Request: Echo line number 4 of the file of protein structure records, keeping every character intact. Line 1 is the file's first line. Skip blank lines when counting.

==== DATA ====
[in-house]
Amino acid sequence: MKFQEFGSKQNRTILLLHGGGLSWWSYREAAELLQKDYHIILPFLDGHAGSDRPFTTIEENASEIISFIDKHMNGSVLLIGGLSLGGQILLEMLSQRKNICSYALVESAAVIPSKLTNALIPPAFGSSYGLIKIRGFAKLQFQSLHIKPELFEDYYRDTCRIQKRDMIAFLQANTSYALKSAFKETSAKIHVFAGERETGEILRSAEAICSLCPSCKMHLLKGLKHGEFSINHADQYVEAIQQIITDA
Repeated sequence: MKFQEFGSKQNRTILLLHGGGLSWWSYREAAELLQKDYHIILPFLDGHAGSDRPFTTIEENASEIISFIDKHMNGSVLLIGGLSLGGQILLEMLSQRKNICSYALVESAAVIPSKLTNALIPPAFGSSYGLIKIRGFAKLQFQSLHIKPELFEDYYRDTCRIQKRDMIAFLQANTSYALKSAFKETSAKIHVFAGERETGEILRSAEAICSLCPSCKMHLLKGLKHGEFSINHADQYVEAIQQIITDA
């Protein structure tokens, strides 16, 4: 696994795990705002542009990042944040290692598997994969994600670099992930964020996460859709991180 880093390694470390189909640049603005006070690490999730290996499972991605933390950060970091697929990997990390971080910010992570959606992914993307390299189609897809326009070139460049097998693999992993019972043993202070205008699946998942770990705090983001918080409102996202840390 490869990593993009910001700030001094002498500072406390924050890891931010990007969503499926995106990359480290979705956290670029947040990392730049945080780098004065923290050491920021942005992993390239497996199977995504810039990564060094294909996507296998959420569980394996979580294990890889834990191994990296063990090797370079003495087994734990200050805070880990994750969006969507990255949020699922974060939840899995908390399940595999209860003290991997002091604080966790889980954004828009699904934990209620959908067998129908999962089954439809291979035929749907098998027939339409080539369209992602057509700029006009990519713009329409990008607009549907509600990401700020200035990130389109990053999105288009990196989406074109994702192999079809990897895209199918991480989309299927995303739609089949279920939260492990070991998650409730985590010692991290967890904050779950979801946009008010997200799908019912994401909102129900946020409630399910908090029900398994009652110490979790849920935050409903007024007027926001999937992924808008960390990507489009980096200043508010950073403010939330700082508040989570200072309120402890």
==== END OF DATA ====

């Protein structure tokens, strides 16, 4: 696994795990705002542009990042944040290692598997994969994600670099992930964020996460859709991180 880093390694470390189909640049603005006070690490999730290996499972991605933390950060970091697929990997990390971080910010992570959606992914993307390299189609897809326009070139460049097998693999992993019972043993202070205008699946998942770990705090983001918080409102996202840390 490869990593993009910001700030001094002498500072406390924050890891931010990007969503499926995106990359480290979705956290670029947040990392730049945080780098004065923290050491920021942005992993390239497996199977995504810039990564060094294909996507296998959420569980394996979580294990890889834990191994990296063990090797370079003495087994734990200050805070880990994750969006969507990255949020699922974060939840899995908390399940595999209860003290991997002091604080966790889980954004828009699904934990209620959908067998129908999962089954439809291979035929749907098998027939339409080539369209992602057509700029006009990519713009329409990008607009549907509600990401700020200035990130389109990053999105288009990196989406074109994702192999079809990897895209199918991480989309299927995303739609089949279920939260492990070991998650409730985590010692991290967890904050779950979801946009008010997200799908019912994401909102129900946020409630399910908090029900398994009652110490979790849920935050409903007024007027926001999937992924808008960390990507489009980096200043508010950073403010939330700082508040989570200072309120402890």